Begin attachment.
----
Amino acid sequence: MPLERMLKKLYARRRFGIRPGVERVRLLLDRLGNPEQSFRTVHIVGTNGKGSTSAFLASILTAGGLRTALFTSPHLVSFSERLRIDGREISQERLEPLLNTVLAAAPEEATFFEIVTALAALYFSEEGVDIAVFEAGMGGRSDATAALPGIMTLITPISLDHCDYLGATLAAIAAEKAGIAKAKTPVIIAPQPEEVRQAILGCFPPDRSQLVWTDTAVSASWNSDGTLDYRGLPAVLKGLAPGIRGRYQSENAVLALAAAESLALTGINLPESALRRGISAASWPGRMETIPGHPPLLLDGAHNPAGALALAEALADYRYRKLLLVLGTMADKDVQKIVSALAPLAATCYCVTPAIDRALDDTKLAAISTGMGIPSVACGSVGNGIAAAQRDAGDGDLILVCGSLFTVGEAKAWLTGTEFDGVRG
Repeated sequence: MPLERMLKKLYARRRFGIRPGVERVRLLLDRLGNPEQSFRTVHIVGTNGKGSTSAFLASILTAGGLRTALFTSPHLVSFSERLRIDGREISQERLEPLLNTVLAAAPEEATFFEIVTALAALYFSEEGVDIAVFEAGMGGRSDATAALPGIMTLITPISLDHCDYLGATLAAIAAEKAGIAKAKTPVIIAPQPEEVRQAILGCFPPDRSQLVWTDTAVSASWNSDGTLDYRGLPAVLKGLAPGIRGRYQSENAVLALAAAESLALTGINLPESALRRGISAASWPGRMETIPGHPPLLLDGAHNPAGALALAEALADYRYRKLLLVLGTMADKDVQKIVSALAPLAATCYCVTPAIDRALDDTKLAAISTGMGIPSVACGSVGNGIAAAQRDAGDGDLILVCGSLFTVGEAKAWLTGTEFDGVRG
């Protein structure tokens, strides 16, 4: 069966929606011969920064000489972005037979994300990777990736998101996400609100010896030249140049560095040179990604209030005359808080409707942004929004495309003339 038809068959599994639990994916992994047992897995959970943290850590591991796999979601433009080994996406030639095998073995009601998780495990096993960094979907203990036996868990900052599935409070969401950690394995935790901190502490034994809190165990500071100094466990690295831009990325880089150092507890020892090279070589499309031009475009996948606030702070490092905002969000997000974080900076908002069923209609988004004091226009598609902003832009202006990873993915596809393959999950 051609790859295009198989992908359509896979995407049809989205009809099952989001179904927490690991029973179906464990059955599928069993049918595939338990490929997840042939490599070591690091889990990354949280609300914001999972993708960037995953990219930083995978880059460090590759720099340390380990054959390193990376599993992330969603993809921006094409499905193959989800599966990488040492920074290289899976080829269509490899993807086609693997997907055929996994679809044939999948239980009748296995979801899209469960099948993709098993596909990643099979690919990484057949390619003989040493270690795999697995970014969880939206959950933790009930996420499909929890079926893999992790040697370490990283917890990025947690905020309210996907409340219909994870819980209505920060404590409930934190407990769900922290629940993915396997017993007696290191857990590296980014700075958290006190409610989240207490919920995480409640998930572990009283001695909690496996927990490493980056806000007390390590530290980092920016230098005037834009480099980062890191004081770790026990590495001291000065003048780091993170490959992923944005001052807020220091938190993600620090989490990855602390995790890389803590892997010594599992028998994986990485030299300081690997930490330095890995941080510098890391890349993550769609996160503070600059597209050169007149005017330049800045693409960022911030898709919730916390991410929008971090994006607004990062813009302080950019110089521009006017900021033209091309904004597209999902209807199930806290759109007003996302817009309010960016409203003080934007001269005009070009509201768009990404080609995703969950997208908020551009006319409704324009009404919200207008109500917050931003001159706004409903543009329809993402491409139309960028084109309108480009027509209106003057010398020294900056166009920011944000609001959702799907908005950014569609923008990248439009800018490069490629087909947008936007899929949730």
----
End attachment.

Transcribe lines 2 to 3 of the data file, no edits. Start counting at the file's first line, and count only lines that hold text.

Repeated sequence: MPLERMLKKLYARRRFGIRPGVERVRLLLDRLGNPEQSFRTVHIVGTNGKGSTSAFLASILTAGGLRTALFTSPHLVSFSERLRIDGREISQERLEPLLNTVLAAAPEEATFFEIVTALAALYFSEEGVDIAVFEAGMGGRSDATAALPGIMTLITPISLDHCDYLGATLAAIAAEKAGIAKAKTPVIIAPQPEEVRQAILGCFPPDRSQLVWTDTAVSASWNSDGTLDYRGLPAVLKGLAPGIRGRYQSENAVLALAAAESLALTGINLPESALRRGISAASWPGRMETIPGHPPLLLDGAHNPAGALALAEALADYRYRKLLLVLGTMADKDVQKIVSALAPLAATCYCVTPAIDRALDDTKLAAISTGMGIPSVACGSVGNGIAAAQRDAGDGDLILVCGSLFTVGEAKAWLTGTEFDGVRG
């Protein structure tokens, strides 16, 4: 069966929606011969920064000489972005037979994300990777990736998101996400609100010896030249140049560095040179990604209030005359808080409707942004929004495309003339 038809068959599994639990994916992994047992897995959970943290850590591991796999979601433009080994996406030639095998073995009601998780495990096993960094979907203990036996868990900052599935409070969401950690394995935790901190502490034994809190165990500071100094466990690295831009990325880089150092507890020892090279070589499309031009475009996948606030702070490092905002969000997000974080900076908002069923209609988004004091226009598609902003832009202006990873993915596809393959999950 051609790859295009198989992908359509896979995407049809989205009809099952989001179904927490690991029973179906464990059955599928069993049918595939338990490929997840042939490599070591690091889990990354949280609300914001999972993708960037995953990219930083995978880059460090590759720099340390380990054959390193990376599993992330969603993809921006094409499905193959989800599966990488040492920074290289899976080829269509490899993807086609693997997907055929996994679809044939999948239980009748296995979801899209469960099948993709098993596909990643099979690919990484057949390619003989040493270690795999697995970014969880939206959950933790009930996420499909929890079926893999992790040697370490990283917890990025947690905020309210996907409340219909994870819980209505920060404590409930934190407990769900922290629940993915396997017993007696290191857990590296980014700075958290006190409610989240207490919920995480409640998930572990009283001695909690496996927990490493980056806000007390390590530290980092920016230098005037834009480099980062890191004081770790026990590495001291000065003048780091993170490959992923944005001052807020220091938190993600620090989490990855602390995790890389803590892997010594599992028998994986990485030299300081690997930490330095890995941080510098890391890349993550769609996160503070600059597209050169007149005017330049800045693409960022911030898709919730916390991410929008971090994006607004990062813009302080950019110089521009006017900021033209091309904004597209999902209807199930806290759109007003996302817009309010960016409203003080934007001269005009070009509201768009990404080609995703969950997208908020551009006319409704324009009404919200207008109500917050931003001159706004409903543009329809993402491409139309960028084109309108480009027509209106003057010398020294900056166009920011944000609001959702799907908005950014569609923008990248439009800018490069490629087909947008936007899929949730």